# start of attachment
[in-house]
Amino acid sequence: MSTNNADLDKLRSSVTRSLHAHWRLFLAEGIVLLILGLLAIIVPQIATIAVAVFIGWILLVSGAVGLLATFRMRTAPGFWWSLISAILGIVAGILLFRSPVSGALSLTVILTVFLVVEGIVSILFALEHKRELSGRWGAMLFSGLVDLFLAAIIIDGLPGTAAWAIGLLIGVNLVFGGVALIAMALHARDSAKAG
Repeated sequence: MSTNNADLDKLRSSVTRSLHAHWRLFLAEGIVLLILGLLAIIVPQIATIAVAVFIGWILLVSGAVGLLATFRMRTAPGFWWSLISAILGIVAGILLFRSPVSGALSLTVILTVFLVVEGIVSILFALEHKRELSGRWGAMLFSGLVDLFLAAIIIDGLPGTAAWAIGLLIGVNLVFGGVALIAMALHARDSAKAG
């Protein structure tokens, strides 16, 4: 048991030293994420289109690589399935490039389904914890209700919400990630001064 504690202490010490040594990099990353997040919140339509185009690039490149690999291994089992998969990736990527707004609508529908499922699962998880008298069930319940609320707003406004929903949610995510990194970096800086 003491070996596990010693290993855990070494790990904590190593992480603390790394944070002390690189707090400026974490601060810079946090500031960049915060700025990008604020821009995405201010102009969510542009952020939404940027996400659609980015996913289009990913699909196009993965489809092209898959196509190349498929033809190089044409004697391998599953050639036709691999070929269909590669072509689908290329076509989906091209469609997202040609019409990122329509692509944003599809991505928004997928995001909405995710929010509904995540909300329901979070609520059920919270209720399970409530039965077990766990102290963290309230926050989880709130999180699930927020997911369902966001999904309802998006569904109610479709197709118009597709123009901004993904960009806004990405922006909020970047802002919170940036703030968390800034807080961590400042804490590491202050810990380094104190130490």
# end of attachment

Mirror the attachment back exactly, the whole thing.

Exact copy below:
[in-house]
Amino acid sequence: MSTNNADLDKLRSSVTRSLHAHWRLFLAEGIVLLILGLLAIIVPQIATIAVAVFIGWILLVSGAVGLLATFRMRTAPGFWWSLISAILGIVAGILLFRSPVSGALSLTVILTVFLVVEGIVSILFALEHKRELSGRWGAMLFSGLVDLFLAAIIIDGLPGTAAWAIGLLIGVNLVFGGVALIAMALHARDSAKAG
Repeated sequence: MSTNNADLDKLRSSVTRSLHAHWRLFLAEGIVLLILGLLAIIVPQIATIAVAVFIGWILLVSGAVGLLATFRMRTAPGFWWSLISAILGIVAGILLFRSPVSGALSLTVILTVFLVVEGIVSILFALEHKRELSGRWGAMLFSGLVDLFLAAIIIDGLPGTAAWAIGLLIGVNLVFGGVALIAMALHARDSAKAG
């Protein structure tokens, strides 16, 4: 048991030293994420289109690589399935490039389904914890209700919400990630001064 504690202490010490040594990099990353997040919140339509185009690039490149690999291994089992998969990736990527707004609508529908499922699962998880008298069930319940609320707003406004929903949610995510990194970096800086 003491070996596990010693290993855990070494790990904590190593992480603390790394944070002390690189707090400026974490601060810079946090500031960049915060700025990008604020821009995405201010102009969510542009952020939404940027996400659609980015996913289009990913699909196009993965489809092209898959196509190349498929033809190089044409004697391998599953050639036709691999070929269909590669072509689908290329076509989906091209469609997202040609019409990122329509692509944003599809991505928004997928995001909405995710929010509904995540909300329901979070609520059920919270209720399970409530039965077990766990102290963290309230926050989880709130999180699930927020997911369902966001999904309802998006569904109610479709197709118009597709123009901004993904960009806004990405922006909020970047802002919170940036703030968390800034807080961590400042804490590491202050810990380094104190130490």